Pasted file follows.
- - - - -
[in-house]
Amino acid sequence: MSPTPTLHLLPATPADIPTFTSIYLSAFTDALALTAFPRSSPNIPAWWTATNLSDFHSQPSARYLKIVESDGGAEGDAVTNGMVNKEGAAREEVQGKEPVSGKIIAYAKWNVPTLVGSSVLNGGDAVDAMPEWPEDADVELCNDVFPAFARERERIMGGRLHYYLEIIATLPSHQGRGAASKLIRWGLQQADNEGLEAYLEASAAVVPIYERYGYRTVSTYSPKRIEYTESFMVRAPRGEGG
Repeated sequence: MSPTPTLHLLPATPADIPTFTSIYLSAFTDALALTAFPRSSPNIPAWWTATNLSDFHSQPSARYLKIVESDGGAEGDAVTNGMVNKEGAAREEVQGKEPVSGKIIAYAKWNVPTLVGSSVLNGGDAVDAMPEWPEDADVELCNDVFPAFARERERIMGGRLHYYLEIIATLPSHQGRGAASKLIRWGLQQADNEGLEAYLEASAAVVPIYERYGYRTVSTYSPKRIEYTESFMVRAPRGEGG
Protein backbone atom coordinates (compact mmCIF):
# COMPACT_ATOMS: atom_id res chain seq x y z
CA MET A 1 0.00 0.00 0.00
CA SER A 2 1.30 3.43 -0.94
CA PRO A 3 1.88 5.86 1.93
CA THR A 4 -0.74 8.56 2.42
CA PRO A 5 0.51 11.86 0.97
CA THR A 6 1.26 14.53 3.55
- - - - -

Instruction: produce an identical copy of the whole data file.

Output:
[in-house]
Amino acid sequence: MSPTPTLHLLPATPADIPTFTSIYLSAFTDALALTAFPRSSPNIPAWWTATNLSDFHSQPSARYLKIVESDGGAEGDAVTNGMVNKEGAAREEVQGKEPVSGKIIAYAKWNVPTLVGSSVLNGGDAVDAMPEWPEDADVELCNDVFPAFARERERIMGGRLHYYLEIIATLPSHQGRGAASKLIRWGLQQADNEGLEAYLEASAAVVPIYERYGYRTVSTYSPKRIEYTESFMVRAPRGEGG
Repeated sequence: MSPTPTLHLLPATPADIPTFTSIYLSAFTDALALTAFPRSSPNIPAWWTATNLSDFHSQPSARYLKIVESDGGAEGDAVTNGMVNKEGAAREEVQGKEPVSGKIIAYAKWNVPTLVGSSVLNGGDAVDAMPEWPEDADVELCNDVFPAFARERERIMGGRLHYYLEIIATLPSHQGRGAASKLIRWGLQQADNEGLEAYLEASAAVVPIYERYGYRTVSTYSPKRIEYTESFMVRAPRGEGG
Protein backbone atom coordinates (compact mmCIF):
# COMPACT_ATOMS: atom_id res chain seq x y z
CA MET A 1 0.00 0.00 0.00
CA SER A 2 1.30 3.43 -0.94
CA PRO A 3 1.88 5.86 1.93
CA THR A 4 -0.74 8.56 2.42
CA PRO A 5 0.51 11.86 0.97
CA THR A 6 1.26 14.53 3.55